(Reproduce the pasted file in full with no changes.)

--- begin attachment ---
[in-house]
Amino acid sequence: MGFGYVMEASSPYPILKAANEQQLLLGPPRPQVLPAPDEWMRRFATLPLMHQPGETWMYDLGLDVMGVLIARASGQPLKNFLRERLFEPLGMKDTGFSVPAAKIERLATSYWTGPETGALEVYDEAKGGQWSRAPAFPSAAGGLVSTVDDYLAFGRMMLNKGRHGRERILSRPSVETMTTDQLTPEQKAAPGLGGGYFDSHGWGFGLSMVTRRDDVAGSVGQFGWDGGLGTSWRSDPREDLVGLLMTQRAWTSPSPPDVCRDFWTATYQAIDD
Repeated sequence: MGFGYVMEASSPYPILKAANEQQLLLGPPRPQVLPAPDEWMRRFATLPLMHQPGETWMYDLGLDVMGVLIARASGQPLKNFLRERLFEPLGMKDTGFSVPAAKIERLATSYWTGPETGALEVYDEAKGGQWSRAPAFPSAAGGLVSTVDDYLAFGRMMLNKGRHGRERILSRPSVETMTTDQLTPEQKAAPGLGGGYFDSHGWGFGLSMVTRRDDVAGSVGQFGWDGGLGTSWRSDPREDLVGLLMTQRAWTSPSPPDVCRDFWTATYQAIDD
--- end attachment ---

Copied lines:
[in-house]
Amino acid sequence: MGFGYVMEASSPYPILKAANEQQLLLGPPRPQVLPAPDEWMRRFATLPLMHQPGETWMYDLGLDVMGVLIARASGQPLKNFLRERLFEPLGMKDTGFSVPAAKIERLATSYWTGPETGALEVYDEAKGGQWSRAPAFPSAAGGLVSTVDDYLAFGRMMLNKGRHGRERILSRPSVETMTTDQLTPEQKAAPGLGGGYFDSHGWGFGLSMVTRRDDVAGSVGQFGWDGGLGTSWRSDPREDLVGLLMTQRAWTSPSPPDVCRDFWTATYQAIDD
Repeated sequence: MGFGYVMEASSPYPILKAANEQQLLLGPPRPQVLPAPDEWMRRFATLPLMHQPGETWMYDLGLDVMGVLIARASGQPLKNFLRERLFEPLGMKDTGFSVPAAKIERLATSYWTGPETGALEVYDEAKGGQWSRAPAFPSAAGGLVSTVDDYLAFGRMMLNKGRHGRERILSRPSVETMTTDQLTPEQKAAPGLGGGYFDSHGWGFGLSMVTRRDDVAGSVGQFGWDGGLGTSWRSDPREDLVGLLMTQRAWTSPSPPDVCRDFWTATYQAIDD